Alan Vega vividly remembers the strangeness that surrounded the first time he spoke to Alex Chilton. He’d seen the late, influential Box Tops and Big Star singer-songwriter around CBGB several times in the mid-Seventies, but never at concerts by Suicide, the claustrophobic, minimalistic, fiercely original duo that Vega has fronted off and on for over four decades. He’d seen him so much that frankly he just wanted to know who this guy was, so he asked.
“I’m Alex Chilton,” he said.
“No shit,” Vega replied.
“No, Alex Chilton,” the singer rejoined.
Vega laughs, looking back. “I didn’t know who Alex Chilton was,” he says, though he later connected him to the Box Tops, whom he liked. Before long, they were smoking marijuana and drinking together, and Vega learned that Chilton actually did know Suicide and they were fast friends.
The friendly Suicide frontman, age 77, is seated in his two-floor lower Manhattan apartment, a clean, artsy space with red accent walls that’s strewn with a Warhol Marilyn, a picture of Elvis and a picture of Henry Rollins. Black hair spills out from the beanie he’s wearing, as he smiles fondly, reflecting on his friendship with Chilton. Vega suffered a stroke in 2012; his wife, Elizabeth Lamere, sits on the stairs to help him remember.
Next to Vega is a folded-over newspaper, not unlike the one on the cover of Cubist Blues, an impromptu avant-rock album he recorded with Chilton and singer-songwriter Ben Vaughn in late 1994. The trio made the loose and ragged record mostly from scratch over the course of two December days. It originally came out in 1996 on Henry Rollins’ 2.13.61 record label and was just reissued by Light in the Attic, but its unadorned, unique mixture of rockabilly (“Fat City”), blues (“Sister”), pared-down jazz (“Come On Lord”), hypnotic synth-rock (“Freedom”) and noise (“Promised Land”) remains timeless — mostly because it’s so unwieldy, as Vega whispers, yowls and intones Big Bopper—like purring at different junctures. Vega remembers the sessions as being just as unpredictable.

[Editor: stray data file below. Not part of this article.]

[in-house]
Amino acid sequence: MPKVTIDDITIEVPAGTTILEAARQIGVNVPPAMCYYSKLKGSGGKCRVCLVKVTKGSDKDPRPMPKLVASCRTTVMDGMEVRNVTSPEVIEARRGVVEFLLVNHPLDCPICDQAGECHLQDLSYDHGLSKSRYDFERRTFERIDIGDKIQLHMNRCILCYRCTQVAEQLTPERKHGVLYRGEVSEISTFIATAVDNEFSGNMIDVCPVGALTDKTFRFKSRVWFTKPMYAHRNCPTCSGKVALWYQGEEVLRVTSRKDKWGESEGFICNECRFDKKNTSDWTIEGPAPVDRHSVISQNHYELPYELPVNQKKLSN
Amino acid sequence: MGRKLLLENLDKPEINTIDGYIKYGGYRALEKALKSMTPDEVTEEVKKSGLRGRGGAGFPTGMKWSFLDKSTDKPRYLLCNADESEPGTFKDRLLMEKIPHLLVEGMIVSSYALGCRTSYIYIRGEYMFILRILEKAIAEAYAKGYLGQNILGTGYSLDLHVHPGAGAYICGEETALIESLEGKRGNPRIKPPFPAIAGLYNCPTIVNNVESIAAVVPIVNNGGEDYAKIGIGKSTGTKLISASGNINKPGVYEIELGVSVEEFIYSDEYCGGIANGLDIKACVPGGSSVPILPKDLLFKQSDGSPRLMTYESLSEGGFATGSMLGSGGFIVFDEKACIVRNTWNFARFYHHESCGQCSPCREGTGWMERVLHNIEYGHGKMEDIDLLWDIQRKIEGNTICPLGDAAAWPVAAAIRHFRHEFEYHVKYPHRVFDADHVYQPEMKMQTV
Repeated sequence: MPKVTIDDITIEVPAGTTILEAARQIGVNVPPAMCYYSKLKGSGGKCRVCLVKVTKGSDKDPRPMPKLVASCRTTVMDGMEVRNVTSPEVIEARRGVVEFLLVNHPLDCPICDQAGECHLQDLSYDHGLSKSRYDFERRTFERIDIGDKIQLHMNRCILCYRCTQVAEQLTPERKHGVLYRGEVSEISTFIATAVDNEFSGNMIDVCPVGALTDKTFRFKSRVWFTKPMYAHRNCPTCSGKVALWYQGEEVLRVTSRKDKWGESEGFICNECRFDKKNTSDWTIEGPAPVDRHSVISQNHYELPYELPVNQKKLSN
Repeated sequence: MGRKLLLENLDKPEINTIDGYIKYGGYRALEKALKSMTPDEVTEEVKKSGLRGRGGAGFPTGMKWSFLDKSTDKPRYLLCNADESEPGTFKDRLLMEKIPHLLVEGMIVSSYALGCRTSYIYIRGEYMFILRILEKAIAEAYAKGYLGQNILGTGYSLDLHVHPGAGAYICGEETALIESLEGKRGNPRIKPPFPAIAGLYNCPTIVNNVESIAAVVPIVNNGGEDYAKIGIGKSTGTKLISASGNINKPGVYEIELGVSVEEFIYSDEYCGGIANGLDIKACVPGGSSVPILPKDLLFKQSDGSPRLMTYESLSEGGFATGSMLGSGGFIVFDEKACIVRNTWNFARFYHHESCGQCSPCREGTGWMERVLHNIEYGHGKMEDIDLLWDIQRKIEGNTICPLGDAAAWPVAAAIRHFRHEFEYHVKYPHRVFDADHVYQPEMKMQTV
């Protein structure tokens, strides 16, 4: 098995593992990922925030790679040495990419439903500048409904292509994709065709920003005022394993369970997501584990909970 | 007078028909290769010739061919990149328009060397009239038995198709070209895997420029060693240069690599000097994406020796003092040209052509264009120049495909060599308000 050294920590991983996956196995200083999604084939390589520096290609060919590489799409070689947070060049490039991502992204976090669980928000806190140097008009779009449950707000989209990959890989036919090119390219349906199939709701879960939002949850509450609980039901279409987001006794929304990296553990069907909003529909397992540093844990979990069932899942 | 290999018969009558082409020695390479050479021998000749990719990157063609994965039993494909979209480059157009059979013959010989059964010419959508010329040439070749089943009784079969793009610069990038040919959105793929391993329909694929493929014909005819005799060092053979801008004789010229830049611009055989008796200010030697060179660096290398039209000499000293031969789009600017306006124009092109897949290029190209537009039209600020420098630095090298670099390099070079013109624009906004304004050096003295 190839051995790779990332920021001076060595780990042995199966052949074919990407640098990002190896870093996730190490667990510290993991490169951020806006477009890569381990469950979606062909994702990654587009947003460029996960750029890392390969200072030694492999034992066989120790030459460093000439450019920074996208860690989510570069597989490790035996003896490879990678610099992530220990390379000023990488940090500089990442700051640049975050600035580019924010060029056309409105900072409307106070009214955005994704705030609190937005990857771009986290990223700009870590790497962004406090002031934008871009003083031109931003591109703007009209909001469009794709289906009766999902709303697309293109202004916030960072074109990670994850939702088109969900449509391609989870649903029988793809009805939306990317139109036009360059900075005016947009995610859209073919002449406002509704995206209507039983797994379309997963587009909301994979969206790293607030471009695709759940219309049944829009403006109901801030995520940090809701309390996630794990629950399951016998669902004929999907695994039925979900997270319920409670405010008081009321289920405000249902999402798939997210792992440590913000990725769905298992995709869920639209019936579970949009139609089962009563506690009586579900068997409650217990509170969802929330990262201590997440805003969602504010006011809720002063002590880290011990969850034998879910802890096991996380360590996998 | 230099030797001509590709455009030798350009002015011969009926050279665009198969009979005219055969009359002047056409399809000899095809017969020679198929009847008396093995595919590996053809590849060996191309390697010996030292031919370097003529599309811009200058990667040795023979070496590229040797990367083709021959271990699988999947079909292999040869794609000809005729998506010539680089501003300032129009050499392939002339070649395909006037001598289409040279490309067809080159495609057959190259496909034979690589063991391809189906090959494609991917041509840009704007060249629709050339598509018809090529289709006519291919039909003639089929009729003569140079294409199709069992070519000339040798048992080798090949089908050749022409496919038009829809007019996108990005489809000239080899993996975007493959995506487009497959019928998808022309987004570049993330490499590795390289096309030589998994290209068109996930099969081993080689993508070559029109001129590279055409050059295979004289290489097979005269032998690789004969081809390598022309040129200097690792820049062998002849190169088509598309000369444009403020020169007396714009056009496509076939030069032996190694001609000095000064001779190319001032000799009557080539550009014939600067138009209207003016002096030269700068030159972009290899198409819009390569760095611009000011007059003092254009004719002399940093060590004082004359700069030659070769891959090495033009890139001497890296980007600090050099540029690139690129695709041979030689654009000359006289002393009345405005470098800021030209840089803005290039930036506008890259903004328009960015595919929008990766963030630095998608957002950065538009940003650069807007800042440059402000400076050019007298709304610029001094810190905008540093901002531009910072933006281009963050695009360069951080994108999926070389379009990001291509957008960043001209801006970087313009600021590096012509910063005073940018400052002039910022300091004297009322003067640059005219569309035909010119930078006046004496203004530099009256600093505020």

To him, he was expecting to record only the scuffling, muted rock & roll track “Fat City,” a nearly nine-minute song whose lyrics he scrawled on the day’s New York Post and the trio recorded in one take. “Alex was sitting on the ground in a lotus position, playing guitar,” Vega recalls of the late-night session, which took place at New York City’s now-closed Dessau Studio. “He was in his position for 200 hours; he wouldn’t move. I guess he smoked pot or whatever.”
Vega thought they were simply going to record a single, but they ended up being there for hours. “He kept saying, ‘Let’s do another,'” the singer recalls. So they then tackled the ambling, bluesy “Sister,” which Vega improvised. “Then he said, ‘Let’s do another one,'” Vega says. And they came up with 10 more off the top of their heads. “Next thing you know, I literally felt a fire burning in my scalp. I had flames coming out as we were doing the last song, ‘Dream Baby Dream.'” On the album, Vega shrieks and croons as Chilton and Vaughn play a bluesy, almost doo-woppy piano background music for the recording, a version of a vintage Suicide song renamed here as “Dream Baby Revisited.” You can almost hear the fire inside Vega, whether real or imagined.